U hosts food bioterrorism videoconference

Joanna Dornfeld

As President George W. Bush encouraged the nation to not panic but remain vigilant Nov. 8, University and state officials discussed ways to prevent bioterrorism in the food industry.

The University Center for Animal Health and Food Safety sponsored “Just-In-Time Training” and broadcast the first and second of three interactive videoconferences throughout the state Thursday and Friday.

“The probability of (bioterrorism) happening from an international group is less likely than that happening from a disgruntled domestic group,” said Bill Schafer, food technology associate professor and extension educator. “It’s really hard to attach odds or risk.”

In the United States there are approximately 1,000 food contamination incidents per year infecting more than 10 people, said Will Hueston, Center for Animal Health and Safety director.

To protect themselves, consumers should know their food sources, maintain cleanliness at home when preparing food and thoroughly cook food, he said.

Detecting food contamination is difficult, and the discussion at the videoconference focused on ways to prevent contamination and what steps to take if contamination occurs.

There are many places between the farm and consumers’ tables where food might be contaminated, so it is important to take action to prevent contamination throughout the process, Hueston said.

“Food-born disease outbreaks will continue to occur by accident or intention, but we must be prepared,” he said Thursday to food inspectors and industry employees.

Health inspectors are able to determine whether food contamination was intentional or accidental, sometimes in a matter of days.

“Once you pull all the information together, a pretty clear picture comes across,” said Colleen Paulus, environmental public health manager for the Minnesota Department of Health.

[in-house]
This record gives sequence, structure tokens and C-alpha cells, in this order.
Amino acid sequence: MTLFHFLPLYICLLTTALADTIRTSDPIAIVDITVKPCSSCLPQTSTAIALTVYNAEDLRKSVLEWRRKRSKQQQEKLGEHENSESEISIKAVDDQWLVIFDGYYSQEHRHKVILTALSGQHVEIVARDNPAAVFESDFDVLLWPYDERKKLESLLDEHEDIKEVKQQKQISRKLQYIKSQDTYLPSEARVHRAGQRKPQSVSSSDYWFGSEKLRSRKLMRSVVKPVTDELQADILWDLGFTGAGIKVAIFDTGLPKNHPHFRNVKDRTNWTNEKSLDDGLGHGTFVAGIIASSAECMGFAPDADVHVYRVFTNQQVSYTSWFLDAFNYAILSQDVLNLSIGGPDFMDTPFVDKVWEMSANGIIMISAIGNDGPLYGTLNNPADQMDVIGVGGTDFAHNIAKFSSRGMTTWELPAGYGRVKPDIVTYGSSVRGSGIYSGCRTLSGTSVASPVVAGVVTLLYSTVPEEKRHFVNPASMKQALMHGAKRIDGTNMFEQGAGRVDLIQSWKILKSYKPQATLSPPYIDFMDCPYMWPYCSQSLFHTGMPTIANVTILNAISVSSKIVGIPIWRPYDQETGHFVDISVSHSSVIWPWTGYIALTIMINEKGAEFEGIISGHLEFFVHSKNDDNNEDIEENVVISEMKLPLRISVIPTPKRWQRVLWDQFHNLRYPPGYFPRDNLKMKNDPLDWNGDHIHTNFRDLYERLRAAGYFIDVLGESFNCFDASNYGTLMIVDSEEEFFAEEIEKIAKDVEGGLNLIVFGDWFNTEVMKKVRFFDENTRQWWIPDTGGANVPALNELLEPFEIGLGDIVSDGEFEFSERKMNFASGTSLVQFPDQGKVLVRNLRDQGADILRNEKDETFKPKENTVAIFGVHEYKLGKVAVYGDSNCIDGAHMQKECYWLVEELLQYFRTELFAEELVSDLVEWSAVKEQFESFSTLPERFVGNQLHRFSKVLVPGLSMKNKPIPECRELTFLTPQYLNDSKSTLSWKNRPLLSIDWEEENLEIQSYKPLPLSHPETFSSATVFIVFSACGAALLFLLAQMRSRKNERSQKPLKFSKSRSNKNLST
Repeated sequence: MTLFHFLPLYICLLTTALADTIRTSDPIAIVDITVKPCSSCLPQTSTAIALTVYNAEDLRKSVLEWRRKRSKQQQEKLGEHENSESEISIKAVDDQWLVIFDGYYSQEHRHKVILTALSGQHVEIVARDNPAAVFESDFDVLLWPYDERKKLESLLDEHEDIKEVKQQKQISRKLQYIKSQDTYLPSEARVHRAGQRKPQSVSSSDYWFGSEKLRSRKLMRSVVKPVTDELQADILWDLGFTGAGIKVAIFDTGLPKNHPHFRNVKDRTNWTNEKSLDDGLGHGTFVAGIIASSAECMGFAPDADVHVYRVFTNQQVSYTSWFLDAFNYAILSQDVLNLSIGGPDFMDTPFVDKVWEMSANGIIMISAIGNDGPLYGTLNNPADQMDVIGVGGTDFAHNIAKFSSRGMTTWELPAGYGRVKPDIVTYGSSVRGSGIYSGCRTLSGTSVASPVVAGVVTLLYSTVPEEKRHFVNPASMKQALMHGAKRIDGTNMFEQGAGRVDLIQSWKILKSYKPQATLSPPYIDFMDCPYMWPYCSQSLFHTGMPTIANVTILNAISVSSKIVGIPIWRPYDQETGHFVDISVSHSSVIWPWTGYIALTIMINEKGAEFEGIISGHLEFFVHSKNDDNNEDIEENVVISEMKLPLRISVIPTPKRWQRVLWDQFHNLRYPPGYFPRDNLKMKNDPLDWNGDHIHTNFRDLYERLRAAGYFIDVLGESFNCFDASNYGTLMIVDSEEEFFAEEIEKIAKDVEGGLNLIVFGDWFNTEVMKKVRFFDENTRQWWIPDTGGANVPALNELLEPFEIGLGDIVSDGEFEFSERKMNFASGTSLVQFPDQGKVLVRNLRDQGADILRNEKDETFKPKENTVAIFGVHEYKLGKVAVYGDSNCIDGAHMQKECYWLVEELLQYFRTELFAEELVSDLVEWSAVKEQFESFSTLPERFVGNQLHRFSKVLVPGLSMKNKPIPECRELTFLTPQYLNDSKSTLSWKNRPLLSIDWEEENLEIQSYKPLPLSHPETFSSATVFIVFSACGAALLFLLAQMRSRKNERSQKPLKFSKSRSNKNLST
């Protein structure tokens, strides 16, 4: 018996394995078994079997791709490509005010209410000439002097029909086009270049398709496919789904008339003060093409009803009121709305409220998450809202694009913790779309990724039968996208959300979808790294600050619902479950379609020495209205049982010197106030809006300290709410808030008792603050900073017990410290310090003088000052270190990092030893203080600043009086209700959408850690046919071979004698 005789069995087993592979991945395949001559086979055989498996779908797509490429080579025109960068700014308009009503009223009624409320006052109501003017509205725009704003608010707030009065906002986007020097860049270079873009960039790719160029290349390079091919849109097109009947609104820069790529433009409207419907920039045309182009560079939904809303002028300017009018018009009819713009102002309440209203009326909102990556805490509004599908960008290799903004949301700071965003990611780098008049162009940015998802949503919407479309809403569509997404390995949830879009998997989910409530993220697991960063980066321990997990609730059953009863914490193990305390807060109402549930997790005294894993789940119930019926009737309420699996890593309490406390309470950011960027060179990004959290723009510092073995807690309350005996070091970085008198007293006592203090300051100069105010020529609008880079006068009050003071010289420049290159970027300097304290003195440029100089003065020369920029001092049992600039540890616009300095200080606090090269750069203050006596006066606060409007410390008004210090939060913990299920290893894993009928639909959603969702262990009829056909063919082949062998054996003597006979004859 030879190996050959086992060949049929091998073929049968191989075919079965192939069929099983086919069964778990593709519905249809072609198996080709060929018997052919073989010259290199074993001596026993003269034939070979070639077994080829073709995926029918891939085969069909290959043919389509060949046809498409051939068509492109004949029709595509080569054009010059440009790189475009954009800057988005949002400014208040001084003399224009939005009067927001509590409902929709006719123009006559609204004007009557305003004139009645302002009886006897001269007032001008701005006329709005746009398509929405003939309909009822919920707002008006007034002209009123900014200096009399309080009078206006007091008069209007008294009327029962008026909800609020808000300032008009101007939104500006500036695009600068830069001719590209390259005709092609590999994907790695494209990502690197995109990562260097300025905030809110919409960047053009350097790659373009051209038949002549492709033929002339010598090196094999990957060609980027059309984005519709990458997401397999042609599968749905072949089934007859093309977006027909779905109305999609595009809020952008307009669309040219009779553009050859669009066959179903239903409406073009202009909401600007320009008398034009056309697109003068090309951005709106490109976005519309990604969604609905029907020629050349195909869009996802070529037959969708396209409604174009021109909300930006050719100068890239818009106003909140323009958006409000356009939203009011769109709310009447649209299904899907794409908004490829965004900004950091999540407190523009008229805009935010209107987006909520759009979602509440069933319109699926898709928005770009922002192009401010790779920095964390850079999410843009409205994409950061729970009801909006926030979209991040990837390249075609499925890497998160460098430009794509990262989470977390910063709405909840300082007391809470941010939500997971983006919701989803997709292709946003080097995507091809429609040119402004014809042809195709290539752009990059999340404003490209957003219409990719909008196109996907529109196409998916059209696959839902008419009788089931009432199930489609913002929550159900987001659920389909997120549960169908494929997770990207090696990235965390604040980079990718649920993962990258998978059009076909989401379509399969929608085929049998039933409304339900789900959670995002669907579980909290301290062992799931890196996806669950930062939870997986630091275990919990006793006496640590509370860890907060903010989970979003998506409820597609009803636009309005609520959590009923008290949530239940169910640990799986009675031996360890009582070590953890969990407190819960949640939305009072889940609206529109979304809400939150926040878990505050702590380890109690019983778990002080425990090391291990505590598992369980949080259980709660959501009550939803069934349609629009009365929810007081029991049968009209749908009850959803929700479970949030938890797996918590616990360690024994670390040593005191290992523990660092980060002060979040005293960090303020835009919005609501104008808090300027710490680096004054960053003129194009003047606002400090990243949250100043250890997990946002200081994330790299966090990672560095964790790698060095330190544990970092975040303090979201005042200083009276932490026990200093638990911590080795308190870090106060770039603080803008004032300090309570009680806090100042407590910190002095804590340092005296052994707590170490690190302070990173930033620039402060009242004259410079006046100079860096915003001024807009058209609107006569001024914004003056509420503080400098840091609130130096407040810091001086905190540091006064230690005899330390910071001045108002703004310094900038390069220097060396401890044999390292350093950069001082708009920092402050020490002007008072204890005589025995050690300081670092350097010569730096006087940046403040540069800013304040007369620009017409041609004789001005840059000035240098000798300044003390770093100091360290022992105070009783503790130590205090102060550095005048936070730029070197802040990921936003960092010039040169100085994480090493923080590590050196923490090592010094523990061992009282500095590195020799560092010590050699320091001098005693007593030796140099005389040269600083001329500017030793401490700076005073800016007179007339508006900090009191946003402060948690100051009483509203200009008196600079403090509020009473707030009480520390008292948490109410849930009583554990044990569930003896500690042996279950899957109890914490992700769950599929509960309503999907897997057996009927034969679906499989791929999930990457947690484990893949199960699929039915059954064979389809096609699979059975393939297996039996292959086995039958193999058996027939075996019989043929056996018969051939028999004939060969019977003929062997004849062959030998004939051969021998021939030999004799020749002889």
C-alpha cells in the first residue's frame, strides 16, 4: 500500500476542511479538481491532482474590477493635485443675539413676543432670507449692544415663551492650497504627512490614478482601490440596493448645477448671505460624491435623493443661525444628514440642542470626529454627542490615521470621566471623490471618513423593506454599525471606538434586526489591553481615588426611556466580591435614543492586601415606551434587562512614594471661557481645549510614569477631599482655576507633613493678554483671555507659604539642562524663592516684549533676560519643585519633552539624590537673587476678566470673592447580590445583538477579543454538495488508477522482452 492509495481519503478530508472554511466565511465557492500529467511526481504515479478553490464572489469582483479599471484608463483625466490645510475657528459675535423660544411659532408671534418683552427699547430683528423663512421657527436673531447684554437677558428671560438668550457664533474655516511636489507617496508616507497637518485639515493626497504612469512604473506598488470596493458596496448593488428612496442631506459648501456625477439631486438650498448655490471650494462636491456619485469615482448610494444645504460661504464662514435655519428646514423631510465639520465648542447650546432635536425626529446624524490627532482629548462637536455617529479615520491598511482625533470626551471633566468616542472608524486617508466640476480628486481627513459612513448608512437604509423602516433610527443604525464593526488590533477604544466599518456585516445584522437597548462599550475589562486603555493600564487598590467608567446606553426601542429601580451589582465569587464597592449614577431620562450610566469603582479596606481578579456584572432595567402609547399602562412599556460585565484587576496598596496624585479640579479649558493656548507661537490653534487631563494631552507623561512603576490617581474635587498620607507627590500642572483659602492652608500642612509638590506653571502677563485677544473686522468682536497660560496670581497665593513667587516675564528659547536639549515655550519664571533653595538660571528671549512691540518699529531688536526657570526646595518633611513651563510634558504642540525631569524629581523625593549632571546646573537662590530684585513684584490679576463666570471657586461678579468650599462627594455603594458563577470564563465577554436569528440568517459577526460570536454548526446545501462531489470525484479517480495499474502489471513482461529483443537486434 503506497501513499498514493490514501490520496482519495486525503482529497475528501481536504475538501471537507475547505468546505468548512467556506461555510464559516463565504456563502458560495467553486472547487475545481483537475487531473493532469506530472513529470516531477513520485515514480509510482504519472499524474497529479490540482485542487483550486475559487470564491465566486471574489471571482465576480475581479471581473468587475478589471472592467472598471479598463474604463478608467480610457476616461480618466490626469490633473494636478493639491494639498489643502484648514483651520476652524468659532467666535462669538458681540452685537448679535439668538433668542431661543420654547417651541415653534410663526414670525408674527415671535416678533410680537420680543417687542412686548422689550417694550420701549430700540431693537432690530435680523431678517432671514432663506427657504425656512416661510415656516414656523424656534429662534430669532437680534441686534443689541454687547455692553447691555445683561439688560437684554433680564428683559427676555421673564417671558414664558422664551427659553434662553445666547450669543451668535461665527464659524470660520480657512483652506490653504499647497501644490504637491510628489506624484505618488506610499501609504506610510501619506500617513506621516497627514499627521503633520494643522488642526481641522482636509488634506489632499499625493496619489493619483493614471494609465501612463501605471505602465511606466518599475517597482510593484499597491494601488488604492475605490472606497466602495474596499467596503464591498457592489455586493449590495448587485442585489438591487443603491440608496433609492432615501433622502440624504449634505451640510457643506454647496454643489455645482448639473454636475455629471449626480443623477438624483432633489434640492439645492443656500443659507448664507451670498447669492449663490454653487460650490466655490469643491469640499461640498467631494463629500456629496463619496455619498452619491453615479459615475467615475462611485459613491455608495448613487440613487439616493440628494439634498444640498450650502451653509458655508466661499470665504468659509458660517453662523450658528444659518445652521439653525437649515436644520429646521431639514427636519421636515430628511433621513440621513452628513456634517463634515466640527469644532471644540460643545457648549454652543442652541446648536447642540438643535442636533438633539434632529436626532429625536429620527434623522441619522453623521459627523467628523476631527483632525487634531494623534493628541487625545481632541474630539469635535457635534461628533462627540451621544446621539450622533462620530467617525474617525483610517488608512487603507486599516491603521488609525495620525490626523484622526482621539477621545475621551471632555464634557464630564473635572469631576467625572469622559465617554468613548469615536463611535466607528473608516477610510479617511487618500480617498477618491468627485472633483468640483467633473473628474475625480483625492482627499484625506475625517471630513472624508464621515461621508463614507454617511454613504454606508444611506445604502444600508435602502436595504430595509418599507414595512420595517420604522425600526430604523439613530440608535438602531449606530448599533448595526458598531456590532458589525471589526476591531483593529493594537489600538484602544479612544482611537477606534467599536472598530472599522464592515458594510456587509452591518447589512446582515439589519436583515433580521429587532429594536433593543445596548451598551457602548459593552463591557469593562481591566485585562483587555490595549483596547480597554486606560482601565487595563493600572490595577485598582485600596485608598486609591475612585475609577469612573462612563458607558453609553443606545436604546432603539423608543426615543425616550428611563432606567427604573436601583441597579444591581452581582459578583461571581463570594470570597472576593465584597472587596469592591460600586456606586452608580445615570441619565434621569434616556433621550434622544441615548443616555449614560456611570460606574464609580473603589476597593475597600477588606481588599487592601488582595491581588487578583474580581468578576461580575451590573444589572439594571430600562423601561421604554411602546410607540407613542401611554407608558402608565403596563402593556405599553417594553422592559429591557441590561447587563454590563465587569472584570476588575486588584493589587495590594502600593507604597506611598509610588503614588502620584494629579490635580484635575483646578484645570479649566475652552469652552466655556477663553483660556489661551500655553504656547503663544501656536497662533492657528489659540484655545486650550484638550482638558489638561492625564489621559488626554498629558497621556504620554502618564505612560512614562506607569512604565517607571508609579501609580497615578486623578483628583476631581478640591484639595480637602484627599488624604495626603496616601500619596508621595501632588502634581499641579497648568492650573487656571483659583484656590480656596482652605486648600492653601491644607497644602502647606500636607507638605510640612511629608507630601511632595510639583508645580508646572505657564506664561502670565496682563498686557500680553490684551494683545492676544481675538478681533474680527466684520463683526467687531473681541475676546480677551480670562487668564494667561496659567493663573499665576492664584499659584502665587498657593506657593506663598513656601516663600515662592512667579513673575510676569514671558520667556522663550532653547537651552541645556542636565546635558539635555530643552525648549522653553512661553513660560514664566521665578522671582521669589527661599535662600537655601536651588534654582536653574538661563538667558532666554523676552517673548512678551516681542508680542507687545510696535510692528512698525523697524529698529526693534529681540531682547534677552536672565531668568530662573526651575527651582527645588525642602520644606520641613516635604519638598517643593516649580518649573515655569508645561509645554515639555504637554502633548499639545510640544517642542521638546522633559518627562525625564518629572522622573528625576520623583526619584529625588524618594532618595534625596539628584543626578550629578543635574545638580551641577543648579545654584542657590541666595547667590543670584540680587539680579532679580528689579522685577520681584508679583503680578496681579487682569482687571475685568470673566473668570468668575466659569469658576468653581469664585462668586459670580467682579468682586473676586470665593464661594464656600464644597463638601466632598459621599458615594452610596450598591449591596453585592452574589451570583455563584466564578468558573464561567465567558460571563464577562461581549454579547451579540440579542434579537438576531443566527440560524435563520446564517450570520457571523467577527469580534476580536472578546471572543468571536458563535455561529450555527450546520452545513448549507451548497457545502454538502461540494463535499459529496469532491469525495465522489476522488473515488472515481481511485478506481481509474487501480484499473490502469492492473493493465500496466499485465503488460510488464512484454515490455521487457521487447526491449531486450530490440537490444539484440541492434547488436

The videoconference focused on ways food processing plants, restaurants and other food handlers can prepare for and prevent a bioterrorist attack or other food-safety breaches.

“You’re creating a system in which the unusual stands out,” Paulus said to the group.

Most food processing plants and restaurants have a Hazard Analysis Critical Control Points plan in place. HACCP is a series of checks food industry members make to prevent potential contamination.

The assembled officials stressed using common sense such as making all employees wear name badges, having visitors check in at businesses and washing hands thoroughly to prevent the possibility of attack.

They also suggested creating an action plan to effectively combat a bioterrorist attack or other food contamination.

“Everything is not going to be a terrorist threat, but you have to check it out anyway,” Shirley Bohm, Dairy and Food Inspection Division manager for the Minnesota Department of Agriculture, said to the crowd.

Citizens can assist the food industry by reporting suspicious behavior at grocery stores or restaurants.

The bioterrorism and food safety videoconferences were held Nov. 8 and 9, and there will be a third videoconference Friday.

“Our goal is an attempt to give to you information you can use in your jobs and lives,” Hueston said to the group.

Joanna Dornfeld welcomes comments at [email protected]